Tamil Tigers will face War Crimes charges

Tamil civilians - 100,000 of them - have spoken of being shot at and held against their will in the line of fire. Tamil tiger cadres were ordered to shell their own for that perfect shot.

Now, the UN rights chief Navi Pillay, calls for an inquiry. Sri Lanka has nothing to hide and nothing to worry about. As a tax paying citizen who has friends in the national armed force, I know that sri Lankan did not wage a dirty war against a minority. It carried out a calculated offensive mission, guided by Unmanned Aerial Drones, to take out one of the most dangerous Guerrilla fighting forces the world has ever seen.

The Taliban and Al Qaeda seem trivial when you compare the fully armed Tamil Tigers in thick jungle terrain who had planes, sophisticated Thermobaric weapons, and a naval force. Not to mention scores of brainwashed suicide bombers willing to die for their master. And an international community who gave them a voice to represent the very people their oppressed.

U.N. human rights chief Navi Pillay backs calls for an inquiry into possible war crimes in Sri Lanka's closed-off conflict zone that may have already become a "killing field," her spokesman said on Friday.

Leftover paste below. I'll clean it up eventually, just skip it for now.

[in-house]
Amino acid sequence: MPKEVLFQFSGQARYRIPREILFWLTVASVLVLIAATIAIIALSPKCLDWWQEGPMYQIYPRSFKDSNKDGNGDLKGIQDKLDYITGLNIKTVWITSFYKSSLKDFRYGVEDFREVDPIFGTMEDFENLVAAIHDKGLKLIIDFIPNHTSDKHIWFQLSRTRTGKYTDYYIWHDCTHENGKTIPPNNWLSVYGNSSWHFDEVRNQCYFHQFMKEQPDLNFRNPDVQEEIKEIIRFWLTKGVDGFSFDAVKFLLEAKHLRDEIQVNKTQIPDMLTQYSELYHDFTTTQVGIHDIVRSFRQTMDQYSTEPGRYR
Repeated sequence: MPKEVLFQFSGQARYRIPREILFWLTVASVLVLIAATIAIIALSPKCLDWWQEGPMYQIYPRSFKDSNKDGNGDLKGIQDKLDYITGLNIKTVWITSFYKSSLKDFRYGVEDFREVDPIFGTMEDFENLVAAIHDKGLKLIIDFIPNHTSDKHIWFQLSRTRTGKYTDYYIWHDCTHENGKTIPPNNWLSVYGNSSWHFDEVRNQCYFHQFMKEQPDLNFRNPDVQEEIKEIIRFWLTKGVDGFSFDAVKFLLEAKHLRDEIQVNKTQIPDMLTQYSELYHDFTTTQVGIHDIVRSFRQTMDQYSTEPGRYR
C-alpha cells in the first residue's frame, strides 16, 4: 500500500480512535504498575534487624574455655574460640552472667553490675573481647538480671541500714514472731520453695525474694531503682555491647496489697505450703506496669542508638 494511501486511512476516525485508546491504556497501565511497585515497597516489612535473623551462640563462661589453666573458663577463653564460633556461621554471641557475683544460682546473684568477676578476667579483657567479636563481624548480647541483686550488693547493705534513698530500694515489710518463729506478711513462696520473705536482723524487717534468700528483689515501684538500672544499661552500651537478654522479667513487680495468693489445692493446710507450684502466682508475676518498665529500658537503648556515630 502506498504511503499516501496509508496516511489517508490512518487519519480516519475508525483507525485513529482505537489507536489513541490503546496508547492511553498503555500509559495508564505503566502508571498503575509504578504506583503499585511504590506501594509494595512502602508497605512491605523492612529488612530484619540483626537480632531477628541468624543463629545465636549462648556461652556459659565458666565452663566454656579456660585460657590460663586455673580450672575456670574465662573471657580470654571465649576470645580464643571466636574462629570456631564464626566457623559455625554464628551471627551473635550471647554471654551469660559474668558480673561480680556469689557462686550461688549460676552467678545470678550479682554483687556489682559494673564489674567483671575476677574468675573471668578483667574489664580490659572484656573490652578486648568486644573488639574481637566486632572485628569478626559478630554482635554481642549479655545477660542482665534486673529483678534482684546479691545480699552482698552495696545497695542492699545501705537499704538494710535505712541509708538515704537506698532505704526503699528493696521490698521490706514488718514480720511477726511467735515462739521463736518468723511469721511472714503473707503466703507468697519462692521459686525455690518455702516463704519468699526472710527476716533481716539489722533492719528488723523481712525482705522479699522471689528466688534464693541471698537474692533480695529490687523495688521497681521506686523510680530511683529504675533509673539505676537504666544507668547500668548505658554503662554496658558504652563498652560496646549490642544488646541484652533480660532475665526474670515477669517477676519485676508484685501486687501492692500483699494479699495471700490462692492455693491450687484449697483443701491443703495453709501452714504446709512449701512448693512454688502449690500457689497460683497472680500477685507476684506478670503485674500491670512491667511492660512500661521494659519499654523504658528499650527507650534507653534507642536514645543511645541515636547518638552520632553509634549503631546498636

Sri Lankan troops are advancing on a shrinking strip of Tamil Tiger-held coast where thousands of civilians are trapped by the fighting as the rebels battle for survival and government troops seek an end to the war once and for all.

"We believe some sort of independent commission of inquiry is essential given the conduct of this war and the number of civilians who have been killed," Rupert Colville told Reuters.

"Both sides are bound by the rules of war and there can be no impunity for war crimes," he said.

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